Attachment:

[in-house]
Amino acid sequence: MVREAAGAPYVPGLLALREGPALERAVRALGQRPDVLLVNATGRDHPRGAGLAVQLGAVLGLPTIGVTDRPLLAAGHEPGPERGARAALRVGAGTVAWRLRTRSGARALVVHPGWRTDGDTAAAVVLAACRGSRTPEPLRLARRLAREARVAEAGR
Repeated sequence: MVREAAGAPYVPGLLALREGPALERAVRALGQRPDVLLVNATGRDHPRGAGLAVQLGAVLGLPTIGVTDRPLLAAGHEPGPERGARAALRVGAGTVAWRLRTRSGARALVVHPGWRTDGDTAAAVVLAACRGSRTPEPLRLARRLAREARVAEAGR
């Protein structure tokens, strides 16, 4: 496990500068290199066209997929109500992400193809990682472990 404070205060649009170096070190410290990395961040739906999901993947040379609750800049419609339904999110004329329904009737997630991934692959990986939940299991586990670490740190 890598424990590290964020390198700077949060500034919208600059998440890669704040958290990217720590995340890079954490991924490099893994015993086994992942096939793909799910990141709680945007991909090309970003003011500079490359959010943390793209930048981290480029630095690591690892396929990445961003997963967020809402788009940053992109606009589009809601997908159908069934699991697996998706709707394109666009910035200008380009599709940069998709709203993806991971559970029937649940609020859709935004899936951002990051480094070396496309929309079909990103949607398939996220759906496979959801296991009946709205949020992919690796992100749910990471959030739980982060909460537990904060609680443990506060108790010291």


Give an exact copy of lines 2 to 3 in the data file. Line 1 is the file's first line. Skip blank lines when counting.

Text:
Amino acid sequence: MVREAAGAPYVPGLLALREGPALERAVRALGQRPDVLLVNATGRDHPRGAGLAVQLGAVLGLPTIGVTDRPLLAAGHEPGPERGARAALRVGAGTVAWRLRTRSGARALVVHPGWRTDGDTAAAVVLAACRGSRTPEPLRLARRLAREARVAEAGR
Repeated sequence: MVREAAGAPYVPGLLALREGPALERAVRALGQRPDVLLVNATGRDHPRGAGLAVQLGAVLGLPTIGVTDRPLLAAGHEPGPERGARAALRVGAGTVAWRLRTRSGARALVVHPGWRTDGDTAAAVVLAACRGSRTPEPLRLARRLAREARVAEAGR